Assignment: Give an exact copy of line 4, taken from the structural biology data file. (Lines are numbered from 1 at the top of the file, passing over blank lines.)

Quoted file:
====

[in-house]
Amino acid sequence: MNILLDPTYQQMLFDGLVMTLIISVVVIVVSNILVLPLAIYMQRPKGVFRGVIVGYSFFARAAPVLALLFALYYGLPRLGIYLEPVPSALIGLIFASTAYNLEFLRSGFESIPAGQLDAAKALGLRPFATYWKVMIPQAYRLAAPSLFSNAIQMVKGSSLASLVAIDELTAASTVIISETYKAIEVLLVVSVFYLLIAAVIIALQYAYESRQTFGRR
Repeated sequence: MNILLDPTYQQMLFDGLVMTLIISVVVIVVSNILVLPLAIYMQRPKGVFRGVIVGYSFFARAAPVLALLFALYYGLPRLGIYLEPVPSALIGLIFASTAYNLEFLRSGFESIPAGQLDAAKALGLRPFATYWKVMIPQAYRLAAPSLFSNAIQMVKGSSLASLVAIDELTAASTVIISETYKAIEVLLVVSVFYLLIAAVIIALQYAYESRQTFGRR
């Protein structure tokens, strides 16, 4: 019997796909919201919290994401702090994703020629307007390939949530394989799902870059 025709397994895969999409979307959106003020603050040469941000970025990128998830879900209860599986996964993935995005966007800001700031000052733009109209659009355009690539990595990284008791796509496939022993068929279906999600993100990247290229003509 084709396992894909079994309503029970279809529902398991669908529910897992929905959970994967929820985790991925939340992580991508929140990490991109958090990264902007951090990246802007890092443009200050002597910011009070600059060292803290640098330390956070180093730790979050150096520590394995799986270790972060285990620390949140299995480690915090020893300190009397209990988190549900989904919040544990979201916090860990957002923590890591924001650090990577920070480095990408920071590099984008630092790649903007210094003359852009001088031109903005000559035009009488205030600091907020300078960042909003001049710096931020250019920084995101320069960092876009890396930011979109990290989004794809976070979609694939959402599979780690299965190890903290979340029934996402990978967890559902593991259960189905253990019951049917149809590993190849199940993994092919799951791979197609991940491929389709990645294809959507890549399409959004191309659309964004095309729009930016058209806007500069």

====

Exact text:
């Protein structure tokens, strides 16, 4: 019997796909919201919290994401702090994703020629307007390939949530394989799902870059 025709397994895969999409979307959106003020603050040469941000970025990128998830879900209860599986996964993935995005966007800001700031000052733009109209659009355009690539990595990284008791796509496939022993068929279906999600993100990247290229003509 084709396992894909079994309503029970279809529902398991669908529910897992929905959970994967929820985790991925939340992580991508929140990490991109958090990264902007951090990246802007890092443009200050002597910011009070600059060292803290640098330390956070180093730790979050150096520590394995799986270790972060285990620390949140299995480690915090020893300190009397209990988190549900989904919040544990979201916090860990957002923590890591924001650090990577920070480095990408920071590099984008630092790649903007210094003359852009001088031109903005000559035009009488205030600091907020300078960042909003001049710096931020250019920084995101320069960092876009890396930011979109990290989004794809976070979609694939959402599979780690299965190890903290979340029934996402990978967890559902593991259960189905253990019951049917149809590993190849199940993994092919799951791979197609991940491929389709990645294809959507890549399409959004191309659309964004095309729009930016058209806007500069």